Why Aaron Rodgers Deserves Just as Much Blame as Offensive Line for MNF Sacks

Nick KostoraContributor IIISeptember 24, 2012

SEATTLE, WA - SEPTEMBER 24:  Quarterback Aaron Rodgers #12 of the Green Bay Packers throws a pass in the first half against the Seattle Seahawks at Qwest Field on September 24, 2012 in Seattle, Washington.  (Photo by Otto Greule Jr/Getty Images)
Otto Greule Jr/Getty Images

To solely blame the Green Bay Packers offensive line for allowing Aaron Rodgers to be sacked eight times in the first half of Monday Night Football would be a travesty.

Yes, the O-line has been terrible, pathetic, abysmal and every other bad adjective you can think of, but Rodgers hasn't helped.

Last season's MVP has been reduced to an indecisive shell of his normal self.

He is dropping back in the pocket and staying there, and then staying there some more, until eventually the Seattle Seahawks defenders can't help but sack him.

Chris Clemons had four sacks alone in the first half.

Four.

Clemons is a quality defensive end that averages double digit sacks per year, but he is not the type of other worldly talent that can decimate an O-line week in and week out.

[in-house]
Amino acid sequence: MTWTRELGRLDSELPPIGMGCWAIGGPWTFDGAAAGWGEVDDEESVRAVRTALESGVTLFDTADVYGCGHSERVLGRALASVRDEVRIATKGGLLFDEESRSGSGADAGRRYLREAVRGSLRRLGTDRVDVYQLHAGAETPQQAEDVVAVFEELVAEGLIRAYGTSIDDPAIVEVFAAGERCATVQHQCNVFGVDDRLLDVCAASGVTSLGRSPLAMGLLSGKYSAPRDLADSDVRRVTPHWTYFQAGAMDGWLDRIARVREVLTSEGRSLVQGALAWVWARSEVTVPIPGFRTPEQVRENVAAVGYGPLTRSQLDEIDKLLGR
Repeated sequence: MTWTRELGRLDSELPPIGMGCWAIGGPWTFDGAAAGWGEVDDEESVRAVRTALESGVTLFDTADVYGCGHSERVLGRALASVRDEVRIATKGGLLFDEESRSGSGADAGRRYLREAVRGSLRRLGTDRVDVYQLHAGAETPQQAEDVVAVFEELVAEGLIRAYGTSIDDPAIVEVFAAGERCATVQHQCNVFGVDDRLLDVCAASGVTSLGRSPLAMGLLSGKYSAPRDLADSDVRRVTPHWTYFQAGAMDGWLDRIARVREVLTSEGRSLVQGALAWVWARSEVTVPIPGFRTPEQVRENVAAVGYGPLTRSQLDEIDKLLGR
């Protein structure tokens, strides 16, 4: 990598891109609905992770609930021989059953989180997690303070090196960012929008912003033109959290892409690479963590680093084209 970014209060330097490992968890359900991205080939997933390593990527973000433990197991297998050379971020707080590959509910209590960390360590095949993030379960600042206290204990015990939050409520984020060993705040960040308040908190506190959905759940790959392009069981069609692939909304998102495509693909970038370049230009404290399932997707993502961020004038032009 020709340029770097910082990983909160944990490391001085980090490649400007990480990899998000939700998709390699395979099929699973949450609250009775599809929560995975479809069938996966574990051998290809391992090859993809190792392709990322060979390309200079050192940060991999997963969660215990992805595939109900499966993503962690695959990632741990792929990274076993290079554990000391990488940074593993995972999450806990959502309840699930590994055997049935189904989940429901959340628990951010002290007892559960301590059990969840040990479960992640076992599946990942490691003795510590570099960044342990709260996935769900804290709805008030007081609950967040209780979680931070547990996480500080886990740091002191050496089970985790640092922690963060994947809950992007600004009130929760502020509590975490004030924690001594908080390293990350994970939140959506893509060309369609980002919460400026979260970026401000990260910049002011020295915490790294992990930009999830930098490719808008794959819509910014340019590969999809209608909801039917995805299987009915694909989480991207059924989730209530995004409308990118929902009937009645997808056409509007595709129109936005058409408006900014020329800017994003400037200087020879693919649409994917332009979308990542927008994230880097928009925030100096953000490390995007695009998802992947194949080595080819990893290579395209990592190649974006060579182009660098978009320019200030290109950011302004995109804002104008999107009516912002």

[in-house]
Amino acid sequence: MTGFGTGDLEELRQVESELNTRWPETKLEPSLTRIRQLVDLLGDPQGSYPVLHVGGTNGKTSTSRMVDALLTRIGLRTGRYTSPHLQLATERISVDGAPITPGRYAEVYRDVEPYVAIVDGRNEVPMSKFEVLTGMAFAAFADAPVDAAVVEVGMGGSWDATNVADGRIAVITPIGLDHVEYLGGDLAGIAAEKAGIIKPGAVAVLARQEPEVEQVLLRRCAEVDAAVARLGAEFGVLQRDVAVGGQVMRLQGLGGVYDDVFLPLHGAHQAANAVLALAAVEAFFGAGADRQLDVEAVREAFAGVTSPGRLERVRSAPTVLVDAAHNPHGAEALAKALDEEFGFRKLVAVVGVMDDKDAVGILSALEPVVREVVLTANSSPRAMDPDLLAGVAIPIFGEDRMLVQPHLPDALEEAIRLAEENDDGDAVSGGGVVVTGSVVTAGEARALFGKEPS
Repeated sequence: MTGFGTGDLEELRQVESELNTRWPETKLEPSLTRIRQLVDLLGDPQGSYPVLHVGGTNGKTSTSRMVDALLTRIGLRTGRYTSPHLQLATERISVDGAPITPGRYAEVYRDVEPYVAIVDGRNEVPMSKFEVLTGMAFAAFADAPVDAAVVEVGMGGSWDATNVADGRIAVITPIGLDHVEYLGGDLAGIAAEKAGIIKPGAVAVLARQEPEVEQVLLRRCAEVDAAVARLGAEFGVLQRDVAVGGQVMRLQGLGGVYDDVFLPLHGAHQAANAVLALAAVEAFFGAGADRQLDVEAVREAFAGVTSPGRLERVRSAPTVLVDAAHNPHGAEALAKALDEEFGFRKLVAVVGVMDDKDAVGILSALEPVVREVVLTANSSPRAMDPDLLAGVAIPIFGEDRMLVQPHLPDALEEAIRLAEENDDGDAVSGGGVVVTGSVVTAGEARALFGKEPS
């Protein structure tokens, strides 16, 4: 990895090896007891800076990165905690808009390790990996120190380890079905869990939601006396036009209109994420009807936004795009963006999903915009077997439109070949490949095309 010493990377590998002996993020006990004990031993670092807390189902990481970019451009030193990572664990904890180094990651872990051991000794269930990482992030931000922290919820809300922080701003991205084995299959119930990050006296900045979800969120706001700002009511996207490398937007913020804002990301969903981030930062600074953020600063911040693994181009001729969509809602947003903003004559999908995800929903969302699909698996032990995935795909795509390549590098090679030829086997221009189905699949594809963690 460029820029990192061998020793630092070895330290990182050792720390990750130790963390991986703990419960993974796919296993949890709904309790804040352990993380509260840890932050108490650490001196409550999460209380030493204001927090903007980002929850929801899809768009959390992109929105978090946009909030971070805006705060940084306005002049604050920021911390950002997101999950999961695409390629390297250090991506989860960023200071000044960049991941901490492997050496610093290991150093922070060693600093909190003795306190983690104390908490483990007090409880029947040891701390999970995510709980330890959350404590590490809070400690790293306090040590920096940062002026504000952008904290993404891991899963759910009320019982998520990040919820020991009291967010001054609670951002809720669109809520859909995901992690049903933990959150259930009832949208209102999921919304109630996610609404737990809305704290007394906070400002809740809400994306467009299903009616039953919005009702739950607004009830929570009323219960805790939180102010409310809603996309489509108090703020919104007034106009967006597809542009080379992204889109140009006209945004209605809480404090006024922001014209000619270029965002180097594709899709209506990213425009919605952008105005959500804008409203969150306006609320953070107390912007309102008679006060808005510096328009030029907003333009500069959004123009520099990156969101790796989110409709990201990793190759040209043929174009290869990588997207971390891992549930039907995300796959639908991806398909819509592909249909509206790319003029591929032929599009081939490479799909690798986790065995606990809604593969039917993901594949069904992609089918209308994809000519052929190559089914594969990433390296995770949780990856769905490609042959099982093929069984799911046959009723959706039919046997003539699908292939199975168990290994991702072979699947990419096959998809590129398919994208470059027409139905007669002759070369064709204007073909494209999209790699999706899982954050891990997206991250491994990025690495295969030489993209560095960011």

Rodgers has abandoned the attributes that propelled this offense to elite status in the first place.

Quick strike passes that allow his play makers to catch the ball in space have been forgotten in favor of dropping back and hoping his receivers get open 40-50 yards down field.

It's almost as if this game is some kind of odd trip down memory lane back to 2009.

That was the season a young and fresh faced Rodgers took the reigns of the Packers offense and was abruptly sacked 37 times through the teams first eight games.

Granted, the Seahawks should be commended for mixing up blitz packages and ensuring the Packers do not see the same looks too often, but this is nothing new to Rodgers.

He has stood tall in the face of heavy pass rushes before and delivered accurately thrown short passes that counteract any tricks a defense tries to pull.

Maybe Rodgers has simply been off his game on Monday Night Football.

Maybe Bruce Irvin, Chris Clemons and the rest of Seattle's defense really are as good as they look on a national stage.

But, something has seemed off with Rodgers all season, and the offensive line is not the only reason he has spent so much time getting acquainted with the turf.